Sheriff Not Liable in Woman’s Shooting Death

(CN)  – Seventeen years after a woman was shot to death by her daughter’s brother-in-law, an appeals court has upheld a lower court’s finding the sheriff is not to blame for not protecting the dead before the murder occurred.

Maria Ibanez Sarasino was shot and killed in her front yard in Kenner, Louisiana on September 27, 1999, by Miguel Rojas, who was the brother of Sarasino’s son-in-law.

Rojas had been released from jail 10 months earlier after serving three years for attempted second-degree murder.

After Rojas was paroled, he spent several months in Sarasino’s home, then he lived with his brother and sister-in-law, and finally with his sister, court documents say.

As recounted in the ruling, Sarasino helped Rojas get a job in the same restaurant where she worked as kitchen manager. But tensions between Sarasino and Rojas, and Rojas and other members of the family quickly developed.

In September 1999, Alphonse Rojas realized his handgun was missing, the ruling says, and he suspected his brother had taken it.

On September 5, 1999, Alphonse Rojas filed a report with the Kenner Police Department, stating his handgun was missing and was likely stolen by his brother, Miguel Rojas.

Two days later, on September 7, Miguel Rojas threatened to kill his brother’s family, the document says. The Sarasino family then filed a complaint with the Jefferson Parish Sheriff’s Office.

The police report on file at the Jefferson Parish Police Department says the intake officer conducted a criminal history check and found that Miguel Rojas was on parole for three counts of attempted murder. The report went on to say the intake officer had attempted a “dispo check” at Roja’s sister’s house, but the “dispo proved fruitless.”

Eleven days later, on September 16, 1999, an officer from the sheriff’s department contacted James Hurston, a parole officer with the Louisiana Department of Safety and Corrections. According to Hurston, the officer told him of the complaint made to the sheriff’s office, and that Rojas may be armed with a handgun he took from his brother.

The next day, September 17, Sarasino also notified Roja’s parole officer of the complaint made to police, and that Rojas might be armed with a handgun. Sarasino also gave the parole officer the address of Roja’s sister – the same address where an officer from the Jefferson Parish Sheriff’s Office had conducted a fruitless “dispo check” ten days prior.

She also provided an additional address where Rojas might be found.

On September 23, an arrest warrant was issued for Roja for his alleged theft of his brother’s gun.

Four days later, on the evening of September 27, Roja’s fatally shot Sarasino with a single bullet in the head as she stood in her front yard.

Rojas then drove from the scene, and held up at the alternative address Sarasino had previously provided the police. There, Rojas engaged in a three-hour standoff with police before they finally shot him to death.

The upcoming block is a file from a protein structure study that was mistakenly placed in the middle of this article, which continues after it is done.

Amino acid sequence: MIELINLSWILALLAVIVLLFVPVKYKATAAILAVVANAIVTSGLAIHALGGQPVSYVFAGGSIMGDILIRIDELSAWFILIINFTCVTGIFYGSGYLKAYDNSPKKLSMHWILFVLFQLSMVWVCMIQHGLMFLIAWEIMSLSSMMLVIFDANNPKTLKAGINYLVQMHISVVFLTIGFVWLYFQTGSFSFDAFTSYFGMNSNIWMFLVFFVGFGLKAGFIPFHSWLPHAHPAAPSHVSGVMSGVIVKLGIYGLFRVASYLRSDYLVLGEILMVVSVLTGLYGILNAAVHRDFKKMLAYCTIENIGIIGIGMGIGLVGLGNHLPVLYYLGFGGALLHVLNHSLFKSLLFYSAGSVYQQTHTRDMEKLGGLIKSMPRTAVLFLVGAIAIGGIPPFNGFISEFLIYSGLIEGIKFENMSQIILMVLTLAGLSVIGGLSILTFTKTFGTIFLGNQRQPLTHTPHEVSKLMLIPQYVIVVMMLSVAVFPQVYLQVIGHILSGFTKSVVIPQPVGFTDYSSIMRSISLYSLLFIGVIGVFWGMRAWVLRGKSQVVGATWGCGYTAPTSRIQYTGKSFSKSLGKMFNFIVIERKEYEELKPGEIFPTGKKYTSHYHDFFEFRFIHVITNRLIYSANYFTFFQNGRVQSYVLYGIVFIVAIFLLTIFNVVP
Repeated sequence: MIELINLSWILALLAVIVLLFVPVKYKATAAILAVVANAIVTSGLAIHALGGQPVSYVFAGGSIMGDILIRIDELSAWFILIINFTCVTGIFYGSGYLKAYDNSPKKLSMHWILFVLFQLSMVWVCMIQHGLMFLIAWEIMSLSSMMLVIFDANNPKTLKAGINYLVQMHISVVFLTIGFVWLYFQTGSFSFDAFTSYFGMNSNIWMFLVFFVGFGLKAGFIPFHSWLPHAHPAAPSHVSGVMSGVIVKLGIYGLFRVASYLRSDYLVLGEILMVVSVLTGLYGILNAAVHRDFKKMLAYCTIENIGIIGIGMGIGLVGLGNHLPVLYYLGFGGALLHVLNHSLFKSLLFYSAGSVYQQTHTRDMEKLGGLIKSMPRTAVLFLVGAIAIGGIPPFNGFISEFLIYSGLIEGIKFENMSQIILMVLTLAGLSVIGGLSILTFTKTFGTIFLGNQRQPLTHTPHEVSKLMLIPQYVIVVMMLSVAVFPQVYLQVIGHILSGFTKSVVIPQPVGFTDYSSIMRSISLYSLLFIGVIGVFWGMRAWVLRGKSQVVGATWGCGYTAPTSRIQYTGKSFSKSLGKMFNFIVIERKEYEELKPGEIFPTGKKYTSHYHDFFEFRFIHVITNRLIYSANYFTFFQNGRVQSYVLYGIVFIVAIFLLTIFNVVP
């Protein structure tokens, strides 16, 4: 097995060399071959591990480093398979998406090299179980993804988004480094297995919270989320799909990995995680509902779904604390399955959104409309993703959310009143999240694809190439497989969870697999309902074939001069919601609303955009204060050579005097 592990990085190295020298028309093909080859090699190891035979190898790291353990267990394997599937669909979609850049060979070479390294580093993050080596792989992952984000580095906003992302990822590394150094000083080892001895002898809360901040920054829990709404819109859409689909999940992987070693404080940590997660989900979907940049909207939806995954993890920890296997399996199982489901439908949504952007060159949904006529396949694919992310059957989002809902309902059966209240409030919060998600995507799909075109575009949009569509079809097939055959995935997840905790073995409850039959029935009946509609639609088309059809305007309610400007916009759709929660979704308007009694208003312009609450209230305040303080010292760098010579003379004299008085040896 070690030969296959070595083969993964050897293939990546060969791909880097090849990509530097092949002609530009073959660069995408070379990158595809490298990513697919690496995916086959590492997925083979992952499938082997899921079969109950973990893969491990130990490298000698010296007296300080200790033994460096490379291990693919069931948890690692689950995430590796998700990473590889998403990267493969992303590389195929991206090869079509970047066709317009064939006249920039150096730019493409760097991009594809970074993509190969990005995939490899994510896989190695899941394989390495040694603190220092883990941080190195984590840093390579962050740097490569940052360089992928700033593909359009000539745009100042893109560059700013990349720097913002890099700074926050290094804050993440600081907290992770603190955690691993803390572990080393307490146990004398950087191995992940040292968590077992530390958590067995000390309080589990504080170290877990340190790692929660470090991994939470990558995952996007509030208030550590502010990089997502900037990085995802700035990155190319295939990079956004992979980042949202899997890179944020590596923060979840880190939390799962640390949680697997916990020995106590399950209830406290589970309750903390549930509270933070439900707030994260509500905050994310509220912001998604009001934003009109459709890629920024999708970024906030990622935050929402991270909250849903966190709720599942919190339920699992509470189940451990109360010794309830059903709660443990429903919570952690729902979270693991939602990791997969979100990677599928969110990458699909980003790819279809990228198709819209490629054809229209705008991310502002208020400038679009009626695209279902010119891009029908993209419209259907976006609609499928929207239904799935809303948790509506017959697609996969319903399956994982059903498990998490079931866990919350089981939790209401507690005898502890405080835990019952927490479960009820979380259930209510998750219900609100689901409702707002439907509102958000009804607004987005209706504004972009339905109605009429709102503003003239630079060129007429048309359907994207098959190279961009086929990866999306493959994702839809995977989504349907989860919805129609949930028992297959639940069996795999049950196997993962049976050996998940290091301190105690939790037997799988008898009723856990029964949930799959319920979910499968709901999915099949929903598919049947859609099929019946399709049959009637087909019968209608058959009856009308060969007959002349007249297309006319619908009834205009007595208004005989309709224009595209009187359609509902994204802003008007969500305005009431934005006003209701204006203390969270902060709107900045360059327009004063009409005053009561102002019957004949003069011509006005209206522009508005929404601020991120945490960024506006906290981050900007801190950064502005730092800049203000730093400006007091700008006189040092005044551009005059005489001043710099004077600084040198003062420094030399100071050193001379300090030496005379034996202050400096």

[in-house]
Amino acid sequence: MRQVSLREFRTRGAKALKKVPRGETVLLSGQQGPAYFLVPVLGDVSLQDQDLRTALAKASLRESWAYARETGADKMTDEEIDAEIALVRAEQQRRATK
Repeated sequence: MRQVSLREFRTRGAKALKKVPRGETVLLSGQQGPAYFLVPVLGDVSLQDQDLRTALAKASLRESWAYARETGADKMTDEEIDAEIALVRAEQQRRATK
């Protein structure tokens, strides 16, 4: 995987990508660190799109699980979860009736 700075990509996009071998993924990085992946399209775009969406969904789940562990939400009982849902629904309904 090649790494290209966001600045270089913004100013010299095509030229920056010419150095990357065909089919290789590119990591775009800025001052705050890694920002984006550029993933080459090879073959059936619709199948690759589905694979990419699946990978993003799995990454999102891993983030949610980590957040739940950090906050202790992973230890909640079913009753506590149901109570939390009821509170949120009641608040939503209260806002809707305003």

IN September 27, 2000, Sarasino’s family filed a wrongful death claim against the state, the Jefferson Parish Police Department, acting Sheriff Harry Lee and Jefferson Parish.

After years of discovery and pre-trial motions, Sheriff Newell Normand, as successor to former Sheriff Harry Lee — filed a motion for summary judgment.

Norman’s May 14, 2014, motion argued the plaintiffs could not prove the parish was negligent in failing to protect Sarasino.

On November 6, 2014, the court granted the summary judgment on the grounds the police department had immunity, and also on the premise it may not even be reasonable to use monies and manpower to protect “the needs of one family which would have had to be allocated to only them over an unknown, but most likely lengthy, amount of time due to a complaint of criminal behavior which had not yet even occurred.”

The family appealed.

Last week the Fifth Circuit sided with the lower court, finding the sheriff’s office is immune to claims of the kind brought by Sarasino’s family.

The court agreed with the lower court that plaintiffs had ignored the testimony of parole officer James Hurston that a JPSO officer had contacted and informed him of the stolen handgun as well as threats made against Sarasino’s family.

Also, the court found that Sarasino’s family offered no indication of what an acceptable timeframe between filing a report and arresting a perpetrator would be.

Further, the plaintiffs did not provide any support for their claim that the sheriff failed to “timely” arrest Rojas, the ruling said.

“In fact, plaintiffs failed to point to any evidence indicating that the [Jefferson Parish Sheriff’s Office] was made aware of the arrest warrant obtained by the Kenner Police Department on February 23, 1999, just four days prior to Mrs. Sarasino’s death.  Plaintiffs made no showing regarding what an appropriate time frame would have been in this particular matter, or, again, that the actions of the JPSO in conducting this investigation were not discretionary in nature,” the Fifth Circuit found.

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